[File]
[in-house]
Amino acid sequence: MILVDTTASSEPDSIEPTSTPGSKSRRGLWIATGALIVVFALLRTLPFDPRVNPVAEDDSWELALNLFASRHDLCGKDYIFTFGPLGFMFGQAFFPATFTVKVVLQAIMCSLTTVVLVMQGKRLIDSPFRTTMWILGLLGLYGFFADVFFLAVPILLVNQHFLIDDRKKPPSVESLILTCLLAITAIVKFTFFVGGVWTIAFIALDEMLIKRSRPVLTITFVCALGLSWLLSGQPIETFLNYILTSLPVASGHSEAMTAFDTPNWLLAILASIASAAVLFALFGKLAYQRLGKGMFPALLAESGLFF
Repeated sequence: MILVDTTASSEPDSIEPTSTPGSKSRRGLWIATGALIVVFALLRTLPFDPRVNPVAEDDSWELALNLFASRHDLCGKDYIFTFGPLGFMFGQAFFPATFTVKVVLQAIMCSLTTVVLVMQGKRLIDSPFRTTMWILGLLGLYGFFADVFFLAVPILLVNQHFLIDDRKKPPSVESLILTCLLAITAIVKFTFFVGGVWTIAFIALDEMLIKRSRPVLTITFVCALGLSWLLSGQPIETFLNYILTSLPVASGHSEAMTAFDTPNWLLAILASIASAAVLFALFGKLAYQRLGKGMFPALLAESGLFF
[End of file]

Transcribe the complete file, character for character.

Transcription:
[in-house]
Amino acid sequence: MILVDTTASSEPDSIEPTSTPGSKSRRGLWIATGALIVVFALLRTLPFDPRVNPVAEDDSWELALNLFASRHDLCGKDYIFTFGPLGFMFGQAFFPATFTVKVVLQAIMCSLTTVVLVMQGKRLIDSPFRTTMWILGLLGLYGFFADVFFLAVPILLVNQHFLIDDRKKPPSVESLILTCLLAITAIVKFTFFVGGVWTIAFIALDEMLIKRSRPVLTITFVCALGLSWLLSGQPIETFLNYILTSLPVASGHSEAMTAFDTPNWLLAILASIASAAVLFALFGKLAYQRLGKGMFPALLAESGLFF
Repeated sequence: MILVDTTASSEPDSIEPTSTPGSKSRRGLWIATGALIVVFALLRTLPFDPRVNPVAEDDSWELALNLFASRHDLCGKDYIFTFGPLGFMFGQAFFPATFTVKVVLQAIMCSLTTVVLVMQGKRLIDSPFRTTMWILGLLGLYGFFADVFFLAVPILLVNQHFLIDDRKKPPSVESLILTCLLAITAIVKFTFFVGGVWTIAFIALDEMLIKRSRPVLTITFVCALGLSWLLSGQPIETFLNYILTSLPVASGHSEAMTAFDTPNWLLAILASIASAAVLFALFGKLAYQRLGKGMFPALLAESGLFF